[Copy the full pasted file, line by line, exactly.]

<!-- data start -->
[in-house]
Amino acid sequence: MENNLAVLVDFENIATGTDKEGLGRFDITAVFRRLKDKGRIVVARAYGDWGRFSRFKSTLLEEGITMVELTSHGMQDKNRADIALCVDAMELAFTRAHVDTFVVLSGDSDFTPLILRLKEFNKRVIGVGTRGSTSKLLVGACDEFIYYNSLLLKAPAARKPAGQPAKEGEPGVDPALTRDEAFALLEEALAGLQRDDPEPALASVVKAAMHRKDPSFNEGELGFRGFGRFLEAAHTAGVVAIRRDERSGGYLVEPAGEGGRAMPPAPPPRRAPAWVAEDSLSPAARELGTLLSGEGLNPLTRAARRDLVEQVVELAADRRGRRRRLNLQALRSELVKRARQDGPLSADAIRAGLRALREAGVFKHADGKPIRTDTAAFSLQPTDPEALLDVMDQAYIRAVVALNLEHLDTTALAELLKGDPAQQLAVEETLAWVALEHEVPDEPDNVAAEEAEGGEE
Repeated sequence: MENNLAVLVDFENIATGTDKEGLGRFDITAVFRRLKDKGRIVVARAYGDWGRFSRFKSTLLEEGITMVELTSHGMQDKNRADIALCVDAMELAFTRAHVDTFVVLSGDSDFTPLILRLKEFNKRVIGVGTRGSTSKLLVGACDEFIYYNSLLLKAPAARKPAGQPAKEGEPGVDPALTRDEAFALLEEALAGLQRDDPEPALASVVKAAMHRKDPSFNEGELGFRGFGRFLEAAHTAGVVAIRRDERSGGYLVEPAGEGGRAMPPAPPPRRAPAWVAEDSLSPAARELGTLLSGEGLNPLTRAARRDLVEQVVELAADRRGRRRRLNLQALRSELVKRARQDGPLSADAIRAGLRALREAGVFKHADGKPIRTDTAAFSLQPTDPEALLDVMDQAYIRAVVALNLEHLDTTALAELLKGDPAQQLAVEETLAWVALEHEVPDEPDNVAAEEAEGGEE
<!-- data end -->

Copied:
[in-house]
Amino acid sequence: MENNLAVLVDFENIATGTDKEGLGRFDITAVFRRLKDKGRIVVARAYGDWGRFSRFKSTLLEEGITMVELTSHGMQDKNRADIALCVDAMELAFTRAHVDTFVVLSGDSDFTPLILRLKEFNKRVIGVGTRGSTSKLLVGACDEFIYYNSLLLKAPAARKPAGQPAKEGEPGVDPALTRDEAFALLEEALAGLQRDDPEPALASVVKAAMHRKDPSFNEGELGFRGFGRFLEAAHTAGVVAIRRDERSGGYLVEPAGEGGRAMPPAPPPRRAPAWVAEDSLSPAARELGTLLSGEGLNPLTRAARRDLVEQVVELAADRRGRRRRLNLQALRSELVKRARQDGPLSADAIRAGLRALREAGVFKHADGKPIRTDTAAFSLQPTDPEALLDVMDQAYIRAVVALNLEHLDTTALAELLKGDPAQQLAVEETLAWVALEHEVPDEPDNVAAEEAEGGEE
Repeated sequence: MENNLAVLVDFENIATGTDKEGLGRFDITAVFRRLKDKGRIVVARAYGDWGRFSRFKSTLLEEGITMVELTSHGMQDKNRADIALCVDAMELAFTRAHVDTFVVLSGDSDFTPLILRLKEFNKRVIGVGTRGSTSKLLVGACDEFIYYNSLLLKAPAARKPAGQPAKEGEPGVDPALTRDEAFALLEEALAGLQRDDPEPALASVVKAAMHRKDPSFNEGELGFRGFGRFLEAAHTAGVVAIRRDERSGGYLVEPAGEGGRAMPPAPPPRRAPAWVAEDSLSPAARELGTLLSGEGLNPLTRAARRDLVEQVVELAADRRGRRRRLNLQALRSELVKRARQDGPLSADAIRAGLRALREAGVFKHADGKPIRTDTAAFSLQPTDPEALLDVMDQAYIRAVVALNLEHLDTTALAELLKGDPAQQLAVEETLAWVALEHEVPDEPDNVAAEEAEGGEE